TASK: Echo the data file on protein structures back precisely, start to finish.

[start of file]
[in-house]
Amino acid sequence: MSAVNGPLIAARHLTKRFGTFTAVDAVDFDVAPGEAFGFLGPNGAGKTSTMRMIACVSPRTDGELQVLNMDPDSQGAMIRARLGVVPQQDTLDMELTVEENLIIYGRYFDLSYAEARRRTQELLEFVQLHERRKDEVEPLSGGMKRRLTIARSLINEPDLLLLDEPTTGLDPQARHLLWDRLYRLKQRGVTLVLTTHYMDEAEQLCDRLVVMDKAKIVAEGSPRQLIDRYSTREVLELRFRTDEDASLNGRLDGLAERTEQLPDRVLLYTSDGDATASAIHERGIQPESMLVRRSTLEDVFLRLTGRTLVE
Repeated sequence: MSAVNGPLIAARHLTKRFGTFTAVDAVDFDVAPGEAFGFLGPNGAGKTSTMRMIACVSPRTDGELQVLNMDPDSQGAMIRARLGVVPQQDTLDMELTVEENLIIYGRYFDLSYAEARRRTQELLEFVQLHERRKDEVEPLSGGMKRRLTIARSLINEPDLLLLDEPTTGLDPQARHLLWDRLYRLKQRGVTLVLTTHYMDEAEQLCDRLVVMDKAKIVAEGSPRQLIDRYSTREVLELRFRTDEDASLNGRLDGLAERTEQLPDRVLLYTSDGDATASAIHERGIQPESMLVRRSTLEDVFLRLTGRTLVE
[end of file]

[in-house]
Amino acid sequence: MSAVNGPLIAARHLTKRFGTFTAVDAVDFDVAPGEAFGFLGPNGAGKTSTMRMIACVSPRTDGELQVLNMDPDSQGAMIRARLGVVPQQDTLDMELTVEENLIIYGRYFDLSYAEARRRTQELLEFVQLHERRKDEVEPLSGGMKRRLTIARSLINEPDLLLLDEPTTGLDPQARHLLWDRLYRLKQRGVTLVLTTHYMDEAEQLCDRLVVMDKAKIVAEGSPRQLIDRYSTREVLELRFRTDEDASLNGRLDGLAERTEQLPDRVLLYTSDGDATASAIHERGIQPESMLVRRSTLEDVFLRLTGRTLVE
Repeated sequence: MSAVNGPLIAARHLTKRFGTFTAVDAVDFDVAPGEAFGFLGPNGAGKTSTMRMIACVSPRTDGELQVLNMDPDSQGAMIRARLGVVPQQDTLDMELTVEENLIIYGRYFDLSYAEARRRTQELLEFVQLHERRKDEVEPLSGGMKRRLTIARSLINEPDLLLLDEPTTGLDPQARHLLWDRLYRLKQRGVTLVLTTHYMDEAEQLCDRLVVMDKAKIVAEGSPRQLIDRYSTREVLELRFRTDEDASLNGRLDGLAERTEQLPDRVLLYTSDGDATASAIHERGIQPESMLVRRSTLEDVFLRLTGRTLVE